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New Stanford research shows that the California Coastal Commission’s decision-making process on land use along the coast has remained highly consistent for the last two decades. The study found Commission staff consistently recommended approval of coastal development permits after working with applicants to ensure compliance with the California Coastal Act of 1977. The report concluded the following:
- Coastal Commission permit approval rates averaged about 80 percent.
- Most approvals come with conditions like: beach access protections, restored natural habitats, & run-off water management
- Outright rejection of applications is rare.
- CCC staff makes “extraordinary efforts” to negotiate each permit to better comply with the Coastal Act, such as public access, prior to public hearings.
- Most permit applications were processed swiftly, and the agency rarely issues outright rejection. It also does not engage in stalling tactics.
Serge Dedina, Mayor of Imperial Beach, said, “These findings prove that the Commission’s highly professional and independent staff have consistently protected California’s coast, recommending approval of appropriate coastal development while ensuring it complied with the Coastal Act. This staff has served the people of California and the Coastal Commission well. Today, our coast is facing unprecedented threats from sea level rise to new uses such as desalination plants. As Mayor of Imperial Beach, I know that low income communities and communities of color are impacted the first and worst by a climate change, pollution and lack of access to our coast. We need ever greater vigilance to ensure both the letter and spirit of Coastal Act are upheld and that the Commission serves the people with the fewest resources as well as it does those with highly paid lobbyists.”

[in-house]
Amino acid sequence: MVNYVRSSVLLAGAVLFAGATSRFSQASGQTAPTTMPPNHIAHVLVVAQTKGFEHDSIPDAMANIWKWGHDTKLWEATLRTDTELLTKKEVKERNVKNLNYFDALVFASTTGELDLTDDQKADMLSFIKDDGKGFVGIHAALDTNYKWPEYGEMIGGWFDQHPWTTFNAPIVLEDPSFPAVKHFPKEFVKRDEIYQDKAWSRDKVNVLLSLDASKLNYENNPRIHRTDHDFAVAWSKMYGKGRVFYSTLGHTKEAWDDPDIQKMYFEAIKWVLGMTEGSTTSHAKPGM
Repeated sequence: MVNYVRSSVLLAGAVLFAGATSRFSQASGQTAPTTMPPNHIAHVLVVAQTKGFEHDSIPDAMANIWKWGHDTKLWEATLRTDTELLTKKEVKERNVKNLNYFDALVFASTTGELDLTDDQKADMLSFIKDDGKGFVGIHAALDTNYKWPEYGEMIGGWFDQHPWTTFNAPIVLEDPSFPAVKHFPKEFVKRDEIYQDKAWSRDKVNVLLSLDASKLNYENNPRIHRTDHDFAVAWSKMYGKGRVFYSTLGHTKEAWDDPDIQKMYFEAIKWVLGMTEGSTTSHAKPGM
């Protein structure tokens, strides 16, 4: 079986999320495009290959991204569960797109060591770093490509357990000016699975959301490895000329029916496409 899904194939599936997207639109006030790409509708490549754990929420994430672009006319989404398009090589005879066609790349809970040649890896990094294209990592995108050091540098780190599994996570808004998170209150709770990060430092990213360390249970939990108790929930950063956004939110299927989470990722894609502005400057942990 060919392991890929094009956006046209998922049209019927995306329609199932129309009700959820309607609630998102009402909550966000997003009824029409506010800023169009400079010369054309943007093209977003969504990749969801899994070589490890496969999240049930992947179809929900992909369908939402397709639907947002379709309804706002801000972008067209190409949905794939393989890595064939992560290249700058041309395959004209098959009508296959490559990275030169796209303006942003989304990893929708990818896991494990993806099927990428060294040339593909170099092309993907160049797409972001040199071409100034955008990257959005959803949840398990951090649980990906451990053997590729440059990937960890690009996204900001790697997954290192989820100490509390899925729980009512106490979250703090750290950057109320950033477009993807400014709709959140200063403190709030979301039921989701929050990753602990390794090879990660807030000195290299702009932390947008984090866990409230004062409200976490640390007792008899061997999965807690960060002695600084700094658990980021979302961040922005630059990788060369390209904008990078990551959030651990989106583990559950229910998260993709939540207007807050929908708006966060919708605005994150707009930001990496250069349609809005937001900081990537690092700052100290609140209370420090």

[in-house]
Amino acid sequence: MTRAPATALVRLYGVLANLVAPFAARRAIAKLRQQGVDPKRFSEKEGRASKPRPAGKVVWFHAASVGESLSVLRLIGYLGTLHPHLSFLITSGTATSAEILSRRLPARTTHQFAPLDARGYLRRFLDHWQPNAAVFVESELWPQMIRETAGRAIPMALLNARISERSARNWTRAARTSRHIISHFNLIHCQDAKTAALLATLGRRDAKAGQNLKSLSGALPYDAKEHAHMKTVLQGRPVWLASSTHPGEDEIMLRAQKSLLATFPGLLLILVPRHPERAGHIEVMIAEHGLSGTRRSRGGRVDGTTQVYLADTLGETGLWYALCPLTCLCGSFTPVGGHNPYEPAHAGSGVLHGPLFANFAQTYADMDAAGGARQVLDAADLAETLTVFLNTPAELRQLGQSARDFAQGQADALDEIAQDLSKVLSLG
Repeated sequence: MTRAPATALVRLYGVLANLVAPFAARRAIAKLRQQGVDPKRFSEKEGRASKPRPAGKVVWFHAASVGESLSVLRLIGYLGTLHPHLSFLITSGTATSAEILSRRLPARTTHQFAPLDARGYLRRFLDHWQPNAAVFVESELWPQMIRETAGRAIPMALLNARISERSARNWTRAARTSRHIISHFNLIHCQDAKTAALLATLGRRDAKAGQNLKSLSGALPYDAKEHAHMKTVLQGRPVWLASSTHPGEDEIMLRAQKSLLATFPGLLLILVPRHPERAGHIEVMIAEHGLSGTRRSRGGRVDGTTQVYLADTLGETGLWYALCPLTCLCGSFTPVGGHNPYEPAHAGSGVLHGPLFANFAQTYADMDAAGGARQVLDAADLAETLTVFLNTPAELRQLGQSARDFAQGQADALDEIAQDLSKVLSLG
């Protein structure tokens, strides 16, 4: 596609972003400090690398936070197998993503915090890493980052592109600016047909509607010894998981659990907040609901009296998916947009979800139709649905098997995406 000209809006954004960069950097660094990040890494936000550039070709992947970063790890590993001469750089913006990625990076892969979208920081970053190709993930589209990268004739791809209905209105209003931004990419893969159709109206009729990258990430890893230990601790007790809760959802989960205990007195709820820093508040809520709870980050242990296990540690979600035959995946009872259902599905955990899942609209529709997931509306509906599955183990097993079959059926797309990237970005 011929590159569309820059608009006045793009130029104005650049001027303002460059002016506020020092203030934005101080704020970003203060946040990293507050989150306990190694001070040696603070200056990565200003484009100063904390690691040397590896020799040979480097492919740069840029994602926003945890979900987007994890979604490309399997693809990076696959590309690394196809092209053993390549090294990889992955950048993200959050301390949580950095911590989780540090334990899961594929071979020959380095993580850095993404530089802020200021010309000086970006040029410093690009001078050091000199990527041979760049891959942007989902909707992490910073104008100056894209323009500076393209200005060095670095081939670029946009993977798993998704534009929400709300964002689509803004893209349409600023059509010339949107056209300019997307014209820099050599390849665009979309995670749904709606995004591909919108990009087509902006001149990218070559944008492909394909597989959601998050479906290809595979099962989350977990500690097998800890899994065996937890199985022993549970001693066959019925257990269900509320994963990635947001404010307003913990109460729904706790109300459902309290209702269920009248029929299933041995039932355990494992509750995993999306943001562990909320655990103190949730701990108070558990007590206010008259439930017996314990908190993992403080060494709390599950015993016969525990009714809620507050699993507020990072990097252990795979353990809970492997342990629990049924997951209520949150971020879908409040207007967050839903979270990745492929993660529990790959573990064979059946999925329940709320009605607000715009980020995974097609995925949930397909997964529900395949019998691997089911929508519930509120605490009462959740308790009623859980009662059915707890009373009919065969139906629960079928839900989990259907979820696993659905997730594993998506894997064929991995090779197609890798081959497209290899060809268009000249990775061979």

Marce Gutierrez, founder of Azul, said: “This report shows how Commission staff have worked with developers to ensured that projects comply with the Coastal Act. This has been especially true on issues of coastal access and low cost overnight accommodations. This essential staff leadership will be tested in the next few months. They will make tough recommendations on a huge coastal subdivision, fees for state parks, and a billion-dollar desalination plant that could raise water costs for lower income families.”
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